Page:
NU: Henri Matisse inspired me to understand the difference between a natural form and organic form in nature. Between the ages of 5 to 10, kids are exploring these in every way, by translating things that they are seeing and expressing around them on a day-to-day basis. Over 2 days I shared images and videos and played a game with the kids that visually helped them distinguish between various styles.
We then got into specific techniques characteristic of Matisse’s practice. This included body-trace drawings and paintings with contrasting colours. I even referenced figure-painting from Matisse’s early years, and we concluded by creating a composition of cutouts with shapes.
The kids really related to the playful quality in his work and had an exciting time exploring the same at the session. I especially observed the rapt attention with which they absorbed the AV I had created, which spanned the life and work of Henri Matisse, and watched them get excited by his fascination for animals, his unique work style as well as playful approach to life and art.
Mumbai, 2016 & 2017
TLJ: As for your art practice— we especially love your Bodies in Sect series and the Cult of the Street series. Can you tell us a little about this? What inspired it, how long, and what kind you’re engagement with these is.
NU: Cult of the Street is a compilation of two bodies of work that traces the lives of two of Mumbai's most queer professions— the bone setters and the barbers. The exhibit takes viewers though my curated documentation of the city’s streets, which showcases the nature, dynamics and reactions of the people and their business, with the common man. It's set in the by-lanes of Mumbai city and a few other cities..
The Bodies in Sect series was a project I worked on many months later, after drawing anatomy of the human body and plant and insect bodies this was an illustrative series.
TLJ: Our theme for this month is ‘cities’. Given how you travel to various cities to conduct your workshops, do you have any one specific learning from each city you’ve gone to for Drawing Room?
NU: Children are like sponges. I see through them all that their surroundings are showing them and this adds a layer to each of my travels. The language, the things they enjoy about the city the things they don’t, all of it gives me insights into how children perceive their cities, their surroundings, the energies and cultures that surround them.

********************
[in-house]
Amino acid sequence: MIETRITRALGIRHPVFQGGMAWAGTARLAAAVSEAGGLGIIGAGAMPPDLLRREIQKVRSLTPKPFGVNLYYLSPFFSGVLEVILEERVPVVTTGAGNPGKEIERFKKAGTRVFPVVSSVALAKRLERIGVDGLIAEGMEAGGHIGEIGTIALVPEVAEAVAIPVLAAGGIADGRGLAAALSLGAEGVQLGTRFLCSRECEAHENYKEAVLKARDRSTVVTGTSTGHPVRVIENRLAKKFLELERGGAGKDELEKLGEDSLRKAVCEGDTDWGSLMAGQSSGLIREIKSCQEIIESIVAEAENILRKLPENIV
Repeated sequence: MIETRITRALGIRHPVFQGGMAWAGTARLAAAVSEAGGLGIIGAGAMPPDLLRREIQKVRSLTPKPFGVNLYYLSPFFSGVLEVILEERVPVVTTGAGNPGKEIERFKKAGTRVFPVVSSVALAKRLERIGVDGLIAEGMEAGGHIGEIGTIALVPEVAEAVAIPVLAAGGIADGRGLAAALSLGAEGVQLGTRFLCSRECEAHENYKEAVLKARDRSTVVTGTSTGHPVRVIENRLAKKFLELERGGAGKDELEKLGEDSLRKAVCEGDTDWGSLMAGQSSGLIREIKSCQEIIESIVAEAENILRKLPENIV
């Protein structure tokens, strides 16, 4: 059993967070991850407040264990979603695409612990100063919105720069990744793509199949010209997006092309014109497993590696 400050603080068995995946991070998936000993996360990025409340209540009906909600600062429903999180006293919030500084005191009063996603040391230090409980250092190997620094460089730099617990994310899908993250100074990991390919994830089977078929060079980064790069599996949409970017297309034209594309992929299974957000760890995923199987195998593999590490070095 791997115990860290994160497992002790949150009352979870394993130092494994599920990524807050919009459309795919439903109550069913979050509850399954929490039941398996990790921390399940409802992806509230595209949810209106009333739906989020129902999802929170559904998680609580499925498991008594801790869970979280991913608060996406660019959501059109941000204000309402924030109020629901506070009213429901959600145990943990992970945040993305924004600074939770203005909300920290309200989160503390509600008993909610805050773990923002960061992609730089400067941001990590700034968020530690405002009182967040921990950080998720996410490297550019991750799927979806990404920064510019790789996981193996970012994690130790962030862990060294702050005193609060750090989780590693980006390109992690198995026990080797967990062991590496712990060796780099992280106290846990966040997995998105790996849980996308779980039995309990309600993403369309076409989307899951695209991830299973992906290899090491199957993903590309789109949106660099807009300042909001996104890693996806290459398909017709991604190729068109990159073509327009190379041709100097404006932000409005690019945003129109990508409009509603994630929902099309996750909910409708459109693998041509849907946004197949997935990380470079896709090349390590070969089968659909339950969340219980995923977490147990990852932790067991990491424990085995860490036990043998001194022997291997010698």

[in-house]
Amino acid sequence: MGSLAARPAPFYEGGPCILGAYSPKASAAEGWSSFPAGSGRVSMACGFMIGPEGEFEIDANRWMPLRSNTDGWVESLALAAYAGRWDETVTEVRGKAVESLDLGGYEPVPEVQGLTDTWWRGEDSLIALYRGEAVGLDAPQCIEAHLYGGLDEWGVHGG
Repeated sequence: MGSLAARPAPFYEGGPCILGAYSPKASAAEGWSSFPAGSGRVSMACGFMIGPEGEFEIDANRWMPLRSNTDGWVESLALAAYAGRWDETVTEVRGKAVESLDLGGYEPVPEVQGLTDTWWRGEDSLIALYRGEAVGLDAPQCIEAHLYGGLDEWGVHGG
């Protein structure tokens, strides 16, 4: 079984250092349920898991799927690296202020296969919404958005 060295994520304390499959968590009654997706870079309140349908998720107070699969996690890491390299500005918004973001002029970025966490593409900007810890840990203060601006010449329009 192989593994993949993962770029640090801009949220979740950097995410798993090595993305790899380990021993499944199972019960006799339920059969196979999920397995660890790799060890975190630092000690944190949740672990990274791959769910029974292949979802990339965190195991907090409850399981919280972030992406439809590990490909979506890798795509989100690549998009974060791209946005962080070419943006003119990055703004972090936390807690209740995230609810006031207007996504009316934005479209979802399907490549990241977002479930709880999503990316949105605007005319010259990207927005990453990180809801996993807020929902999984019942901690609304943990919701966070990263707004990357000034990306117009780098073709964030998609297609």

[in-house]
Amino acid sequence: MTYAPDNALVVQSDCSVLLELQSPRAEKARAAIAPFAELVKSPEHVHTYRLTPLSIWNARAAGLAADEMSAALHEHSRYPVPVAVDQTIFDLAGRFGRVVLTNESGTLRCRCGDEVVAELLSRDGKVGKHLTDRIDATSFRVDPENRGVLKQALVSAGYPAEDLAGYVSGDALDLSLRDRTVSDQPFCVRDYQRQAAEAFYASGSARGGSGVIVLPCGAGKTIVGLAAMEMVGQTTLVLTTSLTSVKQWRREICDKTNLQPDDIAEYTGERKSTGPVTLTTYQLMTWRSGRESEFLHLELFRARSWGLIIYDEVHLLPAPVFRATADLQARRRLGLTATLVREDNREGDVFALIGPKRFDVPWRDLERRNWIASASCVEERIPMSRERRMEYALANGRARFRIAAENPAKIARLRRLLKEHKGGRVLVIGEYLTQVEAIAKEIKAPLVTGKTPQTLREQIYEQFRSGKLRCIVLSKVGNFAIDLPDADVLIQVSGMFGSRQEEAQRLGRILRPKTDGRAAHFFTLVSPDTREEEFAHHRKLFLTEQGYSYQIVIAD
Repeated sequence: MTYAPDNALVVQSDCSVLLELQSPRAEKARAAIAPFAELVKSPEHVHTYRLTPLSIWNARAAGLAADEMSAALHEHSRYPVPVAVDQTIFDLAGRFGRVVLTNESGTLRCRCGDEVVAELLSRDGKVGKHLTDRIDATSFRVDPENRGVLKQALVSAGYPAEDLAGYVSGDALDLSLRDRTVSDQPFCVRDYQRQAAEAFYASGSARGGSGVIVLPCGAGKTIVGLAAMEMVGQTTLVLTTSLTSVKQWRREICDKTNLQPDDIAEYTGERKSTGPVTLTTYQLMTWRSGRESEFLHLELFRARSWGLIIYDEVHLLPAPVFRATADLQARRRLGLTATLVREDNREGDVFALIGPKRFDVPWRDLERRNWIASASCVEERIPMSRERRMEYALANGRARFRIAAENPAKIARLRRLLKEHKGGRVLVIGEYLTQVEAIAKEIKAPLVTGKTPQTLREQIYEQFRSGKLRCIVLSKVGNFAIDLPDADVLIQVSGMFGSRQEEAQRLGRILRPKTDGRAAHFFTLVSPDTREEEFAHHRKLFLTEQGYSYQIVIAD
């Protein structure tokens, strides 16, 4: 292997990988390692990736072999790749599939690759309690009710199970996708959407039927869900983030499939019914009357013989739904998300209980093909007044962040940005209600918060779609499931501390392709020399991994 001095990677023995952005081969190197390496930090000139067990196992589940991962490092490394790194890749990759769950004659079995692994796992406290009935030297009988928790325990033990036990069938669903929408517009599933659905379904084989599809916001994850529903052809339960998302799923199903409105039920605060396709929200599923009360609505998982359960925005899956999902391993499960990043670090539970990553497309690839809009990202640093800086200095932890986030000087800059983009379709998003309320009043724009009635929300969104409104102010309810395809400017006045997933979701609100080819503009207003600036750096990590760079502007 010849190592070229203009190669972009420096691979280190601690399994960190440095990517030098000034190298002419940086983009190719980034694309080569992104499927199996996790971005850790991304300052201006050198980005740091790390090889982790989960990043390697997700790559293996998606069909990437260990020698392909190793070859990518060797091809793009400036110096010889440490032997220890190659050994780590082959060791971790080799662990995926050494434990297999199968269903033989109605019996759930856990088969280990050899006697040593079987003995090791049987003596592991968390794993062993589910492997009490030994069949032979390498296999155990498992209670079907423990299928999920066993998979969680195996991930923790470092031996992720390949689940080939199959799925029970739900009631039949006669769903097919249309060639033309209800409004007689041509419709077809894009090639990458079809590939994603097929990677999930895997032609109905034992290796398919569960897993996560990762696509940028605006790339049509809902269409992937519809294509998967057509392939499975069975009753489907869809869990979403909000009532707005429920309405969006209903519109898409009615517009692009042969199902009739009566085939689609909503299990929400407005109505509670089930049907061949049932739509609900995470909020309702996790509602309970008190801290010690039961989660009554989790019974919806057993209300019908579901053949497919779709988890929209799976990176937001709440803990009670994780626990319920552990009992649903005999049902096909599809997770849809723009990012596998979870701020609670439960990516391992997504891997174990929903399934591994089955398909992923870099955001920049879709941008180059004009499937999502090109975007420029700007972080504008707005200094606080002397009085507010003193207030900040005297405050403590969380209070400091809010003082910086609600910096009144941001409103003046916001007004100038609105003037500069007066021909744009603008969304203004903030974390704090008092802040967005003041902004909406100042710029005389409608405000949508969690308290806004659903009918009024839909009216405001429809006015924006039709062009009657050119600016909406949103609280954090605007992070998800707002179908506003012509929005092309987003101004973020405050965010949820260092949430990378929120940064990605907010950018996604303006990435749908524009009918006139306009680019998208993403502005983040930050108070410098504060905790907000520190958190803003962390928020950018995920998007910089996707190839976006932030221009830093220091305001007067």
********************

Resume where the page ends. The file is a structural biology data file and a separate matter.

In quite a few of sessions, we have discussed a city's environment, landscapes and the changes that the children grow through.
The children have come up with fabulous illustrations for these and for an adult, it’s like looking at these situations afresh, through new eyes.
TLJ: Do you have a favourite Indian city— to make art, to get ideas and to be inspired, or maybe one that’s in itself full of art that you’d recommend a lay-person to visit, so that they may stumble on art more?
NU: I have lived in Mumbai for 10 years— through my years as an art student and after. Mumbai as a city, if you allow it, can swallow you up and still be extremely inspiring. My experience of living here made me feel like it churns things up inside of me, making me want to visually tell stories. Some of this took form in my work like Cult of the Street. However I do feel many cities in the South of India are truly inspiring in a mythical, magical way. Like Hampi, for example.
TLJ: Any Indian artist you plan on picking for one such class?
NU: I was totally intrigued and excited to be at Dhruvi Acharya's solo show After the Fall in October, 2016.
It was a largely monochromatic installation in what was a bedroom setting. Viewers would be surrounded by a white, dreamy texture, floaty and almost confusing, with drawings all around. This was a work that really had an impact on me.
A few days later, I spoke to the children about the show describing to them all that I saw and we made a class visit to see the solo show. This was a first visit to a formal gallery for many from the class and they really enjoyed the interaction.
I wish to integrate more collaborative projects that can take the children to visit studios of practicing artists. This is where they will get to witness the process of many elements coming together.
TLJ: Tell us three artists who's work you draw inspiration from?
- Ansal Khifer | sculpture
- William Kentridge | prints, drawings, and animated films
- Christina De Middle | photography
TLJ: Are there any up-and-coming contemporary artists that you’d like to collaborate with, for Drawing Room?
NU: Since I started Drawing Room out of WAA residency, I had the chance to collaborate with artist friends— Sarah Pupo from Canada (Happy Accident) and Mahana Delacour from Paris (Colour, light and shadow party). In this respect I’m grateful to the universe for introducing me to many fantastic artists who have influenced my practice in many ways and continue to do so, even from far away.
I wish to (also) collaborate with Jim Holyok, Montréal-based drawer and writer.
You can read more about the Drawing Room and follow the events here.